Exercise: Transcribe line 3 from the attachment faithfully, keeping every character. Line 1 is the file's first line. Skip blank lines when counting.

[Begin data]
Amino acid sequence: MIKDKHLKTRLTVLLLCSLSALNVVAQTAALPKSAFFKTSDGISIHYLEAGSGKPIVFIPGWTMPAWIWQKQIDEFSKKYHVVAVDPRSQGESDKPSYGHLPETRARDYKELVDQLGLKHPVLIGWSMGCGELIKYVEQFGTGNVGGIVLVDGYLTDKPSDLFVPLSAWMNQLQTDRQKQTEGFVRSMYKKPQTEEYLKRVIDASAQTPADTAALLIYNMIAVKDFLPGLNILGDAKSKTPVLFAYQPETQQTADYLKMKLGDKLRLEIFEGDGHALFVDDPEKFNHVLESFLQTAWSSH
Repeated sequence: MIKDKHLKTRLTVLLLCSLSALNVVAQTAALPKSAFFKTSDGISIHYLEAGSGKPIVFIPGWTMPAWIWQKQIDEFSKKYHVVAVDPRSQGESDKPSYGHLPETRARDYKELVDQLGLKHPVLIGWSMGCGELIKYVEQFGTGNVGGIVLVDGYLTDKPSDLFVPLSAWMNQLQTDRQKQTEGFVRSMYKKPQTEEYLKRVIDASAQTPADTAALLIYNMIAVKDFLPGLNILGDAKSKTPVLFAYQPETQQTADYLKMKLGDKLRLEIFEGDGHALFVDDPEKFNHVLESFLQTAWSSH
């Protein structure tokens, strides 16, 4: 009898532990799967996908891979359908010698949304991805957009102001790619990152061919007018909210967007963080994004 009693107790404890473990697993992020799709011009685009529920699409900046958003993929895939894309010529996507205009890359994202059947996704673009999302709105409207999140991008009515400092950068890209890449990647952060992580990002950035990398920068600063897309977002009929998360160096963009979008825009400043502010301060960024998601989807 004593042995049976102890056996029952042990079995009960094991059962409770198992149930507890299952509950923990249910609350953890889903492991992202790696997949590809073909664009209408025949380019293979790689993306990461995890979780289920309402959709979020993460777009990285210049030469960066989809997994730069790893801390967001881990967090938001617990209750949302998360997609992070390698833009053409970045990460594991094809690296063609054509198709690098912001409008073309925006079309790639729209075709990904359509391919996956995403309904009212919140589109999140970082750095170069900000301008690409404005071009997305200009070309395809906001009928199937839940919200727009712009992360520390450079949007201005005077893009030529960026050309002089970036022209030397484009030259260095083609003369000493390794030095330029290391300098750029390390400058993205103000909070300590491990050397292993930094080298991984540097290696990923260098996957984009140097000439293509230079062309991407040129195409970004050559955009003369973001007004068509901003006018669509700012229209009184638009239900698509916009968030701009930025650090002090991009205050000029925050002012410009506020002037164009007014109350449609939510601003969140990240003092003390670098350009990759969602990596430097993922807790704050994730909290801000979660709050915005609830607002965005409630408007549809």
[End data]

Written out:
């Protein structure tokens, strides 16, 4: 009898532990799967996908891979359908010698949304991805957009102001790619990152061919007018909210967007963080994004 009693107790404890473990697993992020799709011009685009529920699409900046958003993929895939894309010529996507205009890359994202059947996704673009999302709105409207999140991008009515400092950068890209890449990647952060992580990002950035990398920068600063897309977002009929998360160096963009979008825009400043502010301060960024998601989807 004593042995049976102890056996029952042990079995009960094991059962409770198992149930507890299952509950923990249910609350953890889903492991992202790696997949590809073909664009209408025949380019293979790689993306990461995890979780289920309402959709979020993460777009990285210049030469960066989809997994730069790893801390967001881990967090938001617990209750949302998360997609992070390698833009053409970045990460594991094809690296063609054509198709690098912001409008073309925006079309790639729209075709990904359509391919996956995403309904009212919140589109999140970082750095170069900000301008690409404005071009997305200009070309395809906001009928199937839940919200727009712009992360520390450079949007201005005077893009030529960026050309002089970036022209030397484009030259260095083609003369000493390794030095330029290391300098750029390390400058993205103000909070300590491990050397292993930094080298991984540097290696990923260098996957984009140097000439293509230079062309991407040129195409970004050559955009003369973001007004068509901003006018669509700012229209009184638009239900698509916009968030701009930025650090002090991009205050000029925050002012410009506020002037164009007014109350449609939510601003969140990240003092003390670098350009990759969602990596430097993922807790704050994730909290801000979660709050915005609830607002965005409630408007549809």